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Through several hands-on tutorials, instructor Todd Perkins shows how to best build dynamic, streamlined sites using Flash CS3 Professional. Learn how to create custom keyboard shortcuts, apply advanced text techniques such as animating scrolling text with custom easing controls, and using advanced animation techniques. Flash CS3 Professional Beyond the Basics covers many challenging features, including adding complex interactivity to a Flash CS3 project and getting Flash content on a phone. Exercise files accompany the tutorials.
In this chapter we'll take a look at some of the fundamental elements of ActionScript 3.0. If you've already seen ActionScript 3.0 in Flash CS3 Professional Essential Training or ActionScript 3.0 in Flash CS3 Professional Beyond the Basics, then you're already familiar with ActionScript and these movies will be just a refresher for you. If you're not familiar with ActionScript and it seems confusing after this chapter, then you might want to go back and watch one of the ActionScript titles that I mention. Then you can have a good foundation for ActionScript for the rest of this title. The first element of ActionScript 3.0 we'll be working with is something called variables. If you're following along I'm working in 01_variables.FLA in the Chapter 2 folder in the Exercise Files folder.
Now this file's actually just a blank document with layer 1 renamed to actions so let's select the first keyframe of the actions layer and open up the Actions panel using the keyboard shortcut Option+F9 on the Mac or F9 on the PC. Going to hover my mouse over the top of the Actions panel until my cursor changes to show that I can scale down the size of the Actions panel. So I'm going to click and drag to resize the Actions panel. Then I'm going to move the Actions panel in the middle of the screen. Now remember variables are containers that hold data. To create a variable type var and then a space and then the variable name. Remember that variable names should start with a lowercase letter.
Let's say we're creating a game and the game has a score, so I'm going to create a variable called score. The next thing that we do when we create a variable is we tell Flash what type of data this variable container will hold. So score is going to hold a number. The way that we tell Flash what type of data a variable will hold this by typing a colon, and then we type the data type. Now most data types start with a capital letter. For example, the value of score could be a Number with a capital N. The number data type supports floating-point numbers, which means whole numbers or integers and decimal numbers.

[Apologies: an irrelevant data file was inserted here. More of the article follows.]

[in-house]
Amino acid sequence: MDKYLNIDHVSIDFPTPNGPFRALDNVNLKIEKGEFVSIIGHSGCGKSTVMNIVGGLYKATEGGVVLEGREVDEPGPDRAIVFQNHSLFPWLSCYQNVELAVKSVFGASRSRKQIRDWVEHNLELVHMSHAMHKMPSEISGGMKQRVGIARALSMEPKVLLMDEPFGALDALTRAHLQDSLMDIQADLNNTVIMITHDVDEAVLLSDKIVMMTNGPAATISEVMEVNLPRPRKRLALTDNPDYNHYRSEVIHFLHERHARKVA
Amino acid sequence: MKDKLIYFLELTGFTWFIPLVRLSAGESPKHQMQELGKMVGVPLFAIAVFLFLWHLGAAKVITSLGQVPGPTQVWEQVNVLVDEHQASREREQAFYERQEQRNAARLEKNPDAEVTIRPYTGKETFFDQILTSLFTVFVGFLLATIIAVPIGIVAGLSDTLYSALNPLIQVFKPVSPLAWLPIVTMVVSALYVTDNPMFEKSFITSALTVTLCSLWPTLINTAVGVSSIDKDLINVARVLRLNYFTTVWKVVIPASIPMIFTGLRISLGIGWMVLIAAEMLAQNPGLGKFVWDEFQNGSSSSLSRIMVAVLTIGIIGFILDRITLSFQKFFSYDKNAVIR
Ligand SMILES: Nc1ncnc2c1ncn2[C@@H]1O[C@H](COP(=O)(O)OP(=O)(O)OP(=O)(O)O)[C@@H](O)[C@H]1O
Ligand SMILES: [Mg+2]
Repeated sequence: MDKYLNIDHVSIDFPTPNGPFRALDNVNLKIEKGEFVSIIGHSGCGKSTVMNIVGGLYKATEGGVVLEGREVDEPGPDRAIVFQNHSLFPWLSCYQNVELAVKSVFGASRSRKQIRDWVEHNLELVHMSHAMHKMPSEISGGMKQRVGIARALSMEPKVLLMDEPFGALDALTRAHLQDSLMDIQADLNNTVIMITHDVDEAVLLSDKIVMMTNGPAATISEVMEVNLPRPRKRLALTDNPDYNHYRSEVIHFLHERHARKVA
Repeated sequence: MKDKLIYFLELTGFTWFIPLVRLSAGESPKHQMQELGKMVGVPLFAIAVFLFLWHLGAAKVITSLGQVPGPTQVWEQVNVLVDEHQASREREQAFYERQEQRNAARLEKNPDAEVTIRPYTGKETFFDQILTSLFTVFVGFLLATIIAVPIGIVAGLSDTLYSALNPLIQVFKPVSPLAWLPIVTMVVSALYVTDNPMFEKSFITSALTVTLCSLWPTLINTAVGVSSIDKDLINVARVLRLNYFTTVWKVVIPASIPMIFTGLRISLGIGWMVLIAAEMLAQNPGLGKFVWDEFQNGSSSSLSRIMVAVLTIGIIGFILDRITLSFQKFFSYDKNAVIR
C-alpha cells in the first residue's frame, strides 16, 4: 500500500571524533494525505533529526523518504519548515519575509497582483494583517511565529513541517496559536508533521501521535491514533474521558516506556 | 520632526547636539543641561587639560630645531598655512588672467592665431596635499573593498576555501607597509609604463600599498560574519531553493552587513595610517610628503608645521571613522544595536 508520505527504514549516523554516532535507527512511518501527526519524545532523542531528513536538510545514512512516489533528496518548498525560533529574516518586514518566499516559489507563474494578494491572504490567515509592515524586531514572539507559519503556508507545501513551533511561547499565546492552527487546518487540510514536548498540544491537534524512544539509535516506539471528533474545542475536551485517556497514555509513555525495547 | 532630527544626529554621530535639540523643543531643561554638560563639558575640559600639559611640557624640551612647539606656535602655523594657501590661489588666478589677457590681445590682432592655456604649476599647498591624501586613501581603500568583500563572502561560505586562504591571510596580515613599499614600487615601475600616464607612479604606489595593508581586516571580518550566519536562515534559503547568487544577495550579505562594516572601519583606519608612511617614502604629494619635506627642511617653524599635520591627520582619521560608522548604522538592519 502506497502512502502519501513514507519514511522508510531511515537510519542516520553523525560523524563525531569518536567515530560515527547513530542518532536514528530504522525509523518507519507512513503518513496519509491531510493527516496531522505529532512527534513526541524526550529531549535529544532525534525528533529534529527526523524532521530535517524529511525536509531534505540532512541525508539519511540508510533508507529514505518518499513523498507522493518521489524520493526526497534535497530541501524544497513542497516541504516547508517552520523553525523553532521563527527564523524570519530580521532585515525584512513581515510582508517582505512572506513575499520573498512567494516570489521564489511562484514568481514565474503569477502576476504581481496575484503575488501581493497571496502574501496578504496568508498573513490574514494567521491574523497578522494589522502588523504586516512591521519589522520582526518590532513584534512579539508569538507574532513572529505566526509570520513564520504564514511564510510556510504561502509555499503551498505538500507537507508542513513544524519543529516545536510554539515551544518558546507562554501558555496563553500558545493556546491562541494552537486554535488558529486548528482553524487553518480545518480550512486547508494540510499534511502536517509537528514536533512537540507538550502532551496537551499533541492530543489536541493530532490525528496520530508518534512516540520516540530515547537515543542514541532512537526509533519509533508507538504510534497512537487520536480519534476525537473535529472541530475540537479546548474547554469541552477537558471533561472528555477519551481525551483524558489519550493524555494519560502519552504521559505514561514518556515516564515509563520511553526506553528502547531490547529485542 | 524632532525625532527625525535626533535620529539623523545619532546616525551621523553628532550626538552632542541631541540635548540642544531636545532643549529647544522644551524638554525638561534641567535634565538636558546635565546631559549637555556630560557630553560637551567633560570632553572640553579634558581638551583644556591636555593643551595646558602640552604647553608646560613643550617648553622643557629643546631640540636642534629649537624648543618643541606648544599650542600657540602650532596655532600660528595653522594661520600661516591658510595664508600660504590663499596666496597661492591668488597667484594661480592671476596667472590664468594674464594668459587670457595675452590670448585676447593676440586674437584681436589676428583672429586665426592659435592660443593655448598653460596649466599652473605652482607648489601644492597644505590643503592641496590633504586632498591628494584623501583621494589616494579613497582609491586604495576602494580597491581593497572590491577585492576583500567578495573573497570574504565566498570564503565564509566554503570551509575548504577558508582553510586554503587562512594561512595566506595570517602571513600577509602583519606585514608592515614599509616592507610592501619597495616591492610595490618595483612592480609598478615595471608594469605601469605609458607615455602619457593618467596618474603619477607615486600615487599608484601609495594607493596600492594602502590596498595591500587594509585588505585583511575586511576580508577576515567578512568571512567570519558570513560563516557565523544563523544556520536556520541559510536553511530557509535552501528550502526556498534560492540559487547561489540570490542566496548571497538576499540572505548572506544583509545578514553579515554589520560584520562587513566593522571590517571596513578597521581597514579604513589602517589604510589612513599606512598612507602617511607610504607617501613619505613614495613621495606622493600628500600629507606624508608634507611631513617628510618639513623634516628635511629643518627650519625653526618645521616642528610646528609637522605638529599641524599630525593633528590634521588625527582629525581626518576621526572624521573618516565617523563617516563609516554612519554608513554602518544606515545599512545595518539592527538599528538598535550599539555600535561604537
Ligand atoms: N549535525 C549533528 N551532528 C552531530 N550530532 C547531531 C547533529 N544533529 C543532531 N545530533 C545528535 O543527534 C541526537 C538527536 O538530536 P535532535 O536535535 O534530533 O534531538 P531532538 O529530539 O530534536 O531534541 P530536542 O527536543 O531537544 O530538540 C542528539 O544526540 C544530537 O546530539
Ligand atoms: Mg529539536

What if we know for sure that our number is not going to be a decimal? We know that it's going to be a whole number. It's going to be either positive or negative. Then we tell Flash that the data type is an integer. So instead of number I'm going to type INT and that's lowercase. An integer is a positive or negative whole number. Now what if we know that the score is always going to be positive? The data type for a positive integer is UINT and that's all lowercase. Let's say we want the value of the score variable to be a positive integer. So we'll keep it at UINT and type a space, and then to set a value of a variable type an equal sign and then a space and then the value that you want to give. Let's say the score in this game is 15.
So I'm going to type 15 and then a semicolon. 15 here represents the value of the variable and the semicolon ends the statement. You can think of a semicolon like a period in a sentence. So let's take a look of what this line of code does as a whole. First thing is we type the var keyword. That tells Flash to create a variable or to create some sort of container that holds some data. We type a space and then the name of the variable, which in this case is score. Then we type a colon and the colon tells Flash that we'll specify a data type for that variable or what type of data will be inside of the variable container.
The type of data is UINT or a positive integer. We give a value to the variable using the equal sign and the value after the equal sign, which in this case is 15, and a semicolon to end the statement. So there's a look at creating a variable. We're going to be working with variables a lot in this title and if the code we just wrote was confusing or challenging to you at all, I definitely recommend watching the ActionScript 3.0 in Flash CS3 Professional Essential Training title. And that's how you'll learn a lot more detail about what variables are and how to create them.
So there's a look at creating variables.
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